She’s covered a huge 125-mile stretch, spanning all the linked green belts in the Greater Glasgow area and has covered areas including Dumbarton, Milngavie, Cumbernauld, Motherwell, Hamilton, East Kilbride, Newton Mearns, Bridge of Weir and more.

Kat’s voyage has seen her wading through wilderness and bogs, scaling deer fences and discovering unlikely hidden gems everywhere from Airdrie to Kilsyth to Port Glasgow. Green belts exist around Glasgow to ensure those in urban areas can access the countryside – and prevent cities sprawling into the rural environment.

And Kat has made it her mission to raise awareness of the beautiful trails that are close but often unknown to people living in busy urban streets. As we got our hike under way, Kat, 49, told me: “A lot of people don’t realise green belts exist – and also, there are green belts of a variety of different qualities.

Some of the lovely natural habitat and bogs we found within the sitka spruce plantation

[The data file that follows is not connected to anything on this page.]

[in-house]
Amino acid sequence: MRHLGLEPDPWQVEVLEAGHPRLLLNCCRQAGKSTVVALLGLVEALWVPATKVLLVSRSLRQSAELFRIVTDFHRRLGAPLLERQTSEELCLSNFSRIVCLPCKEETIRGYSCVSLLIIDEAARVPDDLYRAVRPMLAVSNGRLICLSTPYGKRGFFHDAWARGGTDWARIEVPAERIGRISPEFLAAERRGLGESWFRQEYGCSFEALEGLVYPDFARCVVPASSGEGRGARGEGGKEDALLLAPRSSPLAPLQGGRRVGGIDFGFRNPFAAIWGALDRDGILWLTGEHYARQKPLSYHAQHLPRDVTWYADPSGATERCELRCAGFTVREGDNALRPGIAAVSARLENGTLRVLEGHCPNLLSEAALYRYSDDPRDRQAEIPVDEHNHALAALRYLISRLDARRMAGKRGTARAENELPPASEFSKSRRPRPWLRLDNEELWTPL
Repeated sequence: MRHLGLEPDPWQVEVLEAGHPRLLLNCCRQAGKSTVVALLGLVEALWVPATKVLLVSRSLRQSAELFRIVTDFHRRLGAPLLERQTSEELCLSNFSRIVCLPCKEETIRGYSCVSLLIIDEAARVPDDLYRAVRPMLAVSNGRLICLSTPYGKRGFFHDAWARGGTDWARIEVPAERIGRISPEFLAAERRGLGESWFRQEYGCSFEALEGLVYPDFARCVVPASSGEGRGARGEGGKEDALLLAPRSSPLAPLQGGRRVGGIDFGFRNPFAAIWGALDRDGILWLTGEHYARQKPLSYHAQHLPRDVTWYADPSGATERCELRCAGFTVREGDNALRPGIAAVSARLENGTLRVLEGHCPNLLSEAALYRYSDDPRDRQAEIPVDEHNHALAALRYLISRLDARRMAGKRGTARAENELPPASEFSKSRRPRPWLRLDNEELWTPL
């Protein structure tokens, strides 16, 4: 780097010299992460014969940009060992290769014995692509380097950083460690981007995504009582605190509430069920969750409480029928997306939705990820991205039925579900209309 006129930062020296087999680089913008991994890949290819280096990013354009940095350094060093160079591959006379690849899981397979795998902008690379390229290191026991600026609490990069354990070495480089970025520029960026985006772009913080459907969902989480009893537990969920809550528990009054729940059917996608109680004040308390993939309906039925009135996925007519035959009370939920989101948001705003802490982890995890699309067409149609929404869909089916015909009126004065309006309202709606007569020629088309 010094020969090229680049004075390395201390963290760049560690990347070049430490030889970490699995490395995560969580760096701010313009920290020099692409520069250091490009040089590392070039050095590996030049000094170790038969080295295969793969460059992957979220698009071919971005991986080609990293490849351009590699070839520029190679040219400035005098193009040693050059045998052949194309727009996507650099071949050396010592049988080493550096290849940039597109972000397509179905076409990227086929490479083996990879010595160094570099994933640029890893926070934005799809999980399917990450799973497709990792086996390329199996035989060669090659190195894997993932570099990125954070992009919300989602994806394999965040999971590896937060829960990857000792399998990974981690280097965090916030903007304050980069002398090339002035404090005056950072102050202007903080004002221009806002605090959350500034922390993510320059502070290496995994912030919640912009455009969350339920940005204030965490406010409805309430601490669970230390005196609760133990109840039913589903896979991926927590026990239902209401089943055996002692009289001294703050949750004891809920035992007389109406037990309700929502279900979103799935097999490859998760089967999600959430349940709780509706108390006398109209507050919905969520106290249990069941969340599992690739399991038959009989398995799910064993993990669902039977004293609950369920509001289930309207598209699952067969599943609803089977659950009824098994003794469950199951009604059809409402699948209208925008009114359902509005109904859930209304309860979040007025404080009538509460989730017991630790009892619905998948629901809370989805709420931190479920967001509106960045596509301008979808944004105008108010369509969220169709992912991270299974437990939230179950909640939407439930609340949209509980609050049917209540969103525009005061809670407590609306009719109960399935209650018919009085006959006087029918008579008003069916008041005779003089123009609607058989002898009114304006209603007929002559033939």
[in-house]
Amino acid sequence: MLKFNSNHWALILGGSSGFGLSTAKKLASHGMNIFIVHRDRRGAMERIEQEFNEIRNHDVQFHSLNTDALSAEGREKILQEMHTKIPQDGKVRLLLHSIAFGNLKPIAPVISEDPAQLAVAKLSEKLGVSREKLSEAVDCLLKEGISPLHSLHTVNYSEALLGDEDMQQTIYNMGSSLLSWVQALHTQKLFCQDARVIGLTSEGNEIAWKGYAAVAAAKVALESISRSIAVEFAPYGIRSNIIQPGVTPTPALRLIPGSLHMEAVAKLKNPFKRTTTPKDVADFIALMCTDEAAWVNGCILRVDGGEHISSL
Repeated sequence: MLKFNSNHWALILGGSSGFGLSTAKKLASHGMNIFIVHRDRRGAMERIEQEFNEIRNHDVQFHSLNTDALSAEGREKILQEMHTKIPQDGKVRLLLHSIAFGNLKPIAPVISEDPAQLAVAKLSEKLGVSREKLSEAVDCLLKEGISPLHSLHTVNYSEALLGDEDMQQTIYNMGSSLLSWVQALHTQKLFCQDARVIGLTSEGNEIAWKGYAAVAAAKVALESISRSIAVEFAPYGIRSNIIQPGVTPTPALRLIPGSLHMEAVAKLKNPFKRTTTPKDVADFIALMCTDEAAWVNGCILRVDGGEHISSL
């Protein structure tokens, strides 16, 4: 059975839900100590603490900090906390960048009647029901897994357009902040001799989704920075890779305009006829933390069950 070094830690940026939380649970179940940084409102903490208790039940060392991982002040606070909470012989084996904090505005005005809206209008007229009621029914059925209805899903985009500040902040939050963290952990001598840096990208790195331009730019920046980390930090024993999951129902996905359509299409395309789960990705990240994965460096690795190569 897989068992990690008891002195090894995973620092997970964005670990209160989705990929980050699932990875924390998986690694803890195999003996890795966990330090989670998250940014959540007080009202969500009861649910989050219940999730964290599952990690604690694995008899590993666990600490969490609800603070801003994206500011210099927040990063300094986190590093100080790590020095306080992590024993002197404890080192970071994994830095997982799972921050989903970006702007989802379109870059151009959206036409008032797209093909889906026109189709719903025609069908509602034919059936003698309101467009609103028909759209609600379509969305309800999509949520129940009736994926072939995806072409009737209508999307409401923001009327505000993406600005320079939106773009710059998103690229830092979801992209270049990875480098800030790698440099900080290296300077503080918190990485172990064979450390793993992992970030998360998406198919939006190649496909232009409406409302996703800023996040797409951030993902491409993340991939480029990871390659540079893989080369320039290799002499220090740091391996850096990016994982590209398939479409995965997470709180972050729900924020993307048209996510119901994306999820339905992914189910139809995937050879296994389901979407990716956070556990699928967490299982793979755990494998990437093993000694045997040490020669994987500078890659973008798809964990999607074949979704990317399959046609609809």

“People often think of them as being around your well-off communities – Milngavie, Clarkston, Helensburgh – but I’ve also walked around Kilsyth, Airdrie, Coatbridge and towards Carfin and Wishaw. There are people living in ordinary towns and villages and bits of the city who are using the green belt on a daily basis for walking the dogs, taking the kids out and things.

“I’ve had some varied experiences. Sometimes I’m hacking through a wilderness of thistles around reclaimed coal mines and reclaimed landfills – a lot of those I found around Airdrie and Motherwell. The environment wasn’t great for walking, but I still found there were little paths that I could follow – and I’ve been doing that ever since.”

Like many, I reconnected to walking in nature during the pandemic and that’s a trend Kat has seen too. She said: “It was really transformational for a lot of people – including myself – just every day having that walk, with it being quite a stressful time.

“After lockdown, people really wanted to get outdoors. They’d enjoyed their local walks but they started going out mainly to the beauty spots – Conic Hill, Glen Coe, Glen Etive – because they didn’t have information on where else to go.